Our friend Google defines leading as a physical act, as in leading an animal, or as a demonstration — showing someone the way. Business management started with the former — Theory X, where employees are like children who require strict discipline — and began taking the latter approach — being more human and treating employees like adults and “leading by example” in more recent years.
Management, on the other hand, has a different set of definitions: The process of dealing with or controlling things or people; the responsibility and control of an organization.
Note that control is implied in leadership, but explicit in management. The question of control in an interconnected age has become rather fraught of late. We’ve long observed that employees are smart, that control is illusory, that we must enlist people rather than merely command them.
In organizations where leaders respect employees and seek to recruit them to the business purpose, mission, values and vision, there’s sustainable success. In others where those precepts do not hold, success may come, but not be sustained.
In successful organizations, employees buy in. They understand their role in organizational results, they feel a connection to the organization and they act accordingly. Internal communication strategy should support the effort to create appropriate context, foster identification with the organization, and demonstrate the behaviors necessary for the organization to thrive.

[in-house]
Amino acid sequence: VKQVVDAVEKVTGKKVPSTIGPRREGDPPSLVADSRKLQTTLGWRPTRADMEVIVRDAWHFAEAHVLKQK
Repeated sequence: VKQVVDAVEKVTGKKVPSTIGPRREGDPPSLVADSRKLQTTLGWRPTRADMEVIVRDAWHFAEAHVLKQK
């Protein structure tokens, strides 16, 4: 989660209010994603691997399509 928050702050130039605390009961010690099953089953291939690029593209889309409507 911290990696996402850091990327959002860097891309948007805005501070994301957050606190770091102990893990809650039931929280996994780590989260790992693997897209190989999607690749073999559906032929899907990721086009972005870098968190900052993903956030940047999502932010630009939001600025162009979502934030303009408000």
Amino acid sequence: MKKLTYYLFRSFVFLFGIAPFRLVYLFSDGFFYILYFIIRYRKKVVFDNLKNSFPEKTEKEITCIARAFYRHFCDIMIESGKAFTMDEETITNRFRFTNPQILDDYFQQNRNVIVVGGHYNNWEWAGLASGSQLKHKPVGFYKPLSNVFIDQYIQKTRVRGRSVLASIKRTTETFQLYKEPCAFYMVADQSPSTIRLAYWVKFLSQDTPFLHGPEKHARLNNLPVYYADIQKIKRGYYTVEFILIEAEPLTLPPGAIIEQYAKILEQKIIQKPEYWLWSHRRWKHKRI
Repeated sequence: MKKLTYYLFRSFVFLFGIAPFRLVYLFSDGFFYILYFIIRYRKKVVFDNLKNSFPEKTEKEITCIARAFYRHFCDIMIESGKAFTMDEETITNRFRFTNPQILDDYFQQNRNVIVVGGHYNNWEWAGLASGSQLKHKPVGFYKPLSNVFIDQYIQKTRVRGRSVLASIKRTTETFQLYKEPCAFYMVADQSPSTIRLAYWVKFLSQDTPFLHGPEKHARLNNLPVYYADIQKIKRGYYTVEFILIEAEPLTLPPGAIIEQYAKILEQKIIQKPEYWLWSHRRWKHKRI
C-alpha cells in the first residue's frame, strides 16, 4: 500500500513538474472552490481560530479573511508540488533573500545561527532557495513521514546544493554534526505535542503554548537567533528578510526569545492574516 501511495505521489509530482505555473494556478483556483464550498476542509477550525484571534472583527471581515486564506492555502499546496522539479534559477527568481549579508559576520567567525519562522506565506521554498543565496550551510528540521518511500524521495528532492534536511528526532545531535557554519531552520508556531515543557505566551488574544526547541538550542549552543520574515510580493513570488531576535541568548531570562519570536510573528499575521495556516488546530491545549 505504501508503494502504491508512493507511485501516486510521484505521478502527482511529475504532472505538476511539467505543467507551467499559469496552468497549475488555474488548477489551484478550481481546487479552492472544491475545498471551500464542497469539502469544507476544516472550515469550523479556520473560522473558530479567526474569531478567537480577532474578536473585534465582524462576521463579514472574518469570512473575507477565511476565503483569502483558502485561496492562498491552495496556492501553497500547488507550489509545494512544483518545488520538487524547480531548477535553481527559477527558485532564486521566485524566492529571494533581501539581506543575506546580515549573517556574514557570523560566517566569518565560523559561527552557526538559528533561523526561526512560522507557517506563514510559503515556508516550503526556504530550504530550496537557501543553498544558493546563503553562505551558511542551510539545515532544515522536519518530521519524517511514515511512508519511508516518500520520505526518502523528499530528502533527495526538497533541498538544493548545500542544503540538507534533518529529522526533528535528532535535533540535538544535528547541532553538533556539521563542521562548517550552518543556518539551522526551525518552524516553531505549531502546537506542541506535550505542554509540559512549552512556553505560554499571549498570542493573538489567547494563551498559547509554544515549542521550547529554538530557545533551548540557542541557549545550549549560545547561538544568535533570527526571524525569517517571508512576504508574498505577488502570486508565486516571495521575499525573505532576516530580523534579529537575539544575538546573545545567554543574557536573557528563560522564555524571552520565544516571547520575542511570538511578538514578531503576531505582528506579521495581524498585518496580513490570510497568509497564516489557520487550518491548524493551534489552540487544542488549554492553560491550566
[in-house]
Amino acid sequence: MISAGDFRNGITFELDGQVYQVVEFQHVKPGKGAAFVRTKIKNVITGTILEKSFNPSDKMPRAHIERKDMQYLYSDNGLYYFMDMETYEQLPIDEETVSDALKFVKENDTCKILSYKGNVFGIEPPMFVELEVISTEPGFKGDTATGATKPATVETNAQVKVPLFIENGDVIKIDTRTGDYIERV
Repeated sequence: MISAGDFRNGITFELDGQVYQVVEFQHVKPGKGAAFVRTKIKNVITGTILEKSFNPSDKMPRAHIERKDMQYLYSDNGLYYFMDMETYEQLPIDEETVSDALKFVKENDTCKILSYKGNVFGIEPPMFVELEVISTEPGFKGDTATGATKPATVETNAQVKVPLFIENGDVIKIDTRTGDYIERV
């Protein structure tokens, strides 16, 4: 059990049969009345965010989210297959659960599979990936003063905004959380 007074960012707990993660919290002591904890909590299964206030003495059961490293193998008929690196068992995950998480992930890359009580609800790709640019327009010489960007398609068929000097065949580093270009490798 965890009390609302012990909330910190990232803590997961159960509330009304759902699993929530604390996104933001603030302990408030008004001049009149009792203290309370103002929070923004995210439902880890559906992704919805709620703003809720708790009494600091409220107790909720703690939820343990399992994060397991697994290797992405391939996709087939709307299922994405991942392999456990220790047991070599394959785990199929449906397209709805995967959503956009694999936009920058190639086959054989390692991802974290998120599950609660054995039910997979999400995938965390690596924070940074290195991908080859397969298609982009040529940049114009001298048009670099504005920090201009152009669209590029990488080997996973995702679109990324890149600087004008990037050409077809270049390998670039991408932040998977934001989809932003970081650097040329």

In organizations where there is an uneven distribution of communication skill, where communication capabilities vary according to the individual leader, process is essential. Leaders must have access to a toolkit that helps them be effective. Ideally, the toolkit should recommend what to communicate, how to communicate, and provide some sort of mechanism to create discussion.
A few recommendations:
- Conduct a leadership communication audit. Discover to what extent leaders are doing communication well. Holding staff meetings, asking questions, engaging employees in planning and tactics are three areas that tend to work to improve communication in teams. This audit should be a combination of self-reporting, peer-reporting and employee feedback – a true 360 degree view.
- Establish processes for leadership communication that start with audience analysis rather than “messaging.” Leaders should ask, “who is my audience? What do they know now? What are their current behaviors? What do I need them to think, feel or do differently?”
- Help leaders think through the communication implications of their business strategies and objectives. This thinking is the cornerstone of an effective communication process. During this discussion, ask questions regarding the changes, objectives, reasons and effects. That’s what forms the content of the communication action.
More communicators could embrace the portion of their job that’s about communication itself — no one else can accurately call themselves experts in that discipline within your organization. If not us, whom?